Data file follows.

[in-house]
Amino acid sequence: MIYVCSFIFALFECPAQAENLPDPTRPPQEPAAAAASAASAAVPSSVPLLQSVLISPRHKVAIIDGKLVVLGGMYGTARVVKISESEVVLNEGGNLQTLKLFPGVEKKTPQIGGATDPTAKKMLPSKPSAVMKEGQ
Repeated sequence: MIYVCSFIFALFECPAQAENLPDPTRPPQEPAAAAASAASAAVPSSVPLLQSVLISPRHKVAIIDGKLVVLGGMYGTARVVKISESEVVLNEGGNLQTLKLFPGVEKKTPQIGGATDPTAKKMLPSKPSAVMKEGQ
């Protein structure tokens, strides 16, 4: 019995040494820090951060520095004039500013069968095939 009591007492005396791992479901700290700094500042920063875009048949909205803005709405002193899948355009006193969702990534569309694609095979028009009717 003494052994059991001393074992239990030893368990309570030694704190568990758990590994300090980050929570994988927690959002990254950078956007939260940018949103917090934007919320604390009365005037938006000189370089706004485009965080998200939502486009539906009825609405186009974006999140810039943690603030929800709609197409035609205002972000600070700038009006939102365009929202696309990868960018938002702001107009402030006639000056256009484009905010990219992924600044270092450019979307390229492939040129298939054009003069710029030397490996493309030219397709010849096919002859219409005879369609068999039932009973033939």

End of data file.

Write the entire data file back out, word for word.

[in-house]
Amino acid sequence: MIYVCSFIFALFECPAQAENLPDPTRPPQEPAAAAASAASAAVPSSVPLLQSVLISPRHKVAIIDGKLVVLGGMYGTARVVKISESEVVLNEGGNLQTLKLFPGVEKKTPQIGGATDPTAKKMLPSKPSAVMKEGQ
Repeated sequence: MIYVCSFIFALFECPAQAENLPDPTRPPQEPAAAAASAASAAVPSSVPLLQSVLISPRHKVAIIDGKLVVLGGMYGTARVVKISESEVVLNEGGNLQTLKLFPGVEKKTPQIGGATDPTAKKMLPSKPSAVMKEGQ
């Protein structure tokens, strides 16, 4: 019995040494820090951060520095004039500013069968095939 009591007492005396791992479901700290700094500042920063875009048949909205803005709405002193899948355009006193969702990534569309694609095979028009009717 003494052994059991001393074992239990030893368990309570030694704190568990758990590994300090980050929570994988927690959002990254950078956007939260940018949103917090934007919320604390009365005037938006000189370089706004485009965080998200939502486009539906009825609405186009974006999140810039943690603030929800709609197409035609205002972000600070700038009006939102365009929202696309990868960018938002702001107009402030006639000056256009484009905010990219992924600044270092450019979307390229492939040129298939054009003069710029030397490996493309030219397709010849096919002859219409005879369609068999039932009973033939």